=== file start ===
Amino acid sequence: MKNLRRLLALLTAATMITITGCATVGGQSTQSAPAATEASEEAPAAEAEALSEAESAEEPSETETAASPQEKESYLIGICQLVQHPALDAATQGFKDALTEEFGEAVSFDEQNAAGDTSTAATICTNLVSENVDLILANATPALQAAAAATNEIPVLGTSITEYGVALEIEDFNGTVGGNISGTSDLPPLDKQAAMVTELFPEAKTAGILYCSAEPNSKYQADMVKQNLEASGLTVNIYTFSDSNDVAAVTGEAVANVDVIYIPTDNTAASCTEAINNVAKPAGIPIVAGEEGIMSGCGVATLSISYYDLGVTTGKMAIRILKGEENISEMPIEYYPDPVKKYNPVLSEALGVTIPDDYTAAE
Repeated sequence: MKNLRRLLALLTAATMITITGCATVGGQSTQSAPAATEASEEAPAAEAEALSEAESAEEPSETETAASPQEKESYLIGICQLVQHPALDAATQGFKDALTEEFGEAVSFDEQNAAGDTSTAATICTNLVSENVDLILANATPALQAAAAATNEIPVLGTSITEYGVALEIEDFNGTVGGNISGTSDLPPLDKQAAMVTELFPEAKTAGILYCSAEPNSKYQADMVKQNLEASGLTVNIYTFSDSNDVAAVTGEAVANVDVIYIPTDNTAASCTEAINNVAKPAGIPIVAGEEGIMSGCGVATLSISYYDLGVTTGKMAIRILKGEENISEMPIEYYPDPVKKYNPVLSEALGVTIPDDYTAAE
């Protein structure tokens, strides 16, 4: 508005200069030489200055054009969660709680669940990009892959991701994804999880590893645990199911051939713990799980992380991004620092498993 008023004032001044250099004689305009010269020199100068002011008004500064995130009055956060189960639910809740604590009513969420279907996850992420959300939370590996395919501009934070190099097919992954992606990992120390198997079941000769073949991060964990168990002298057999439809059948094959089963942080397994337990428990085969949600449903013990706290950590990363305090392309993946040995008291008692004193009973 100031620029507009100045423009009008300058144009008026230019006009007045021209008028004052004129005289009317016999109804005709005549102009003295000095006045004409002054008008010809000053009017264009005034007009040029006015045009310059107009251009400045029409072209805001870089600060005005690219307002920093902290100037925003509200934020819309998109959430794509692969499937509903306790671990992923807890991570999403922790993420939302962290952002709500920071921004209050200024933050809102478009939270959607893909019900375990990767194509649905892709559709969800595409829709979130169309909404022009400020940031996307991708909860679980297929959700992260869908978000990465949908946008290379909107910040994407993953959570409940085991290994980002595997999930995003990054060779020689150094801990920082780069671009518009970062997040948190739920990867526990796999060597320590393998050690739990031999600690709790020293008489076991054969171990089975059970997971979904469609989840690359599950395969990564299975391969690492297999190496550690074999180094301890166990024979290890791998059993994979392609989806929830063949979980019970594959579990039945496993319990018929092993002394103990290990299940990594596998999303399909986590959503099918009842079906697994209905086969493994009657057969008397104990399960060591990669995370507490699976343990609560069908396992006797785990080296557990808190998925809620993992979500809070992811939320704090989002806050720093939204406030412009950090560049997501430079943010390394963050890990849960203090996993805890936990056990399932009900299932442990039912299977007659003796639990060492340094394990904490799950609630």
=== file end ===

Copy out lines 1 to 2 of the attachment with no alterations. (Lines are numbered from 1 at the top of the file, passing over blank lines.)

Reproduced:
Amino acid sequence: MKNLRRLLALLTAATMITITGCATVGGQSTQSAPAATEASEEAPAAEAEALSEAESAEEPSETETAASPQEKESYLIGICQLVQHPALDAATQGFKDALTEEFGEAVSFDEQNAAGDTSTAATICTNLVSENVDLILANATPALQAAAAATNEIPVLGTSITEYGVALEIEDFNGTVGGNISGTSDLPPLDKQAAMVTELFPEAKTAGILYCSAEPNSKYQADMVKQNLEASGLTVNIYTFSDSNDVAAVTGEAVANVDVIYIPTDNTAASCTEAINNVAKPAGIPIVAGEEGIMSGCGVATLSISYYDLGVTTGKMAIRILKGEENISEMPIEYYPDPVKKYNPVLSEALGVTIPDDYTAAE
Repeated sequence: MKNLRRLLALLTAATMITITGCATVGGQSTQSAPAATEASEEAPAAEAEALSEAESAEEPSETETAASPQEKESYLIGICQLVQHPALDAATQGFKDALTEEFGEAVSFDEQNAAGDTSTAATICTNLVSENVDLILANATPALQAAAAATNEIPVLGTSITEYGVALEIEDFNGTVGGNISGTSDLPPLDKQAAMVTELFPEAKTAGILYCSAEPNSKYQADMVKQNLEASGLTVNIYTFSDSNDVAAVTGEAVANVDVIYIPTDNTAASCTEAINNVAKPAGIPIVAGEEGIMSGCGVATLSISYYDLGVTTGKMAIRILKGEENISEMPIEYYPDPVKKYNPVLSEALGVTIPDDYTAAE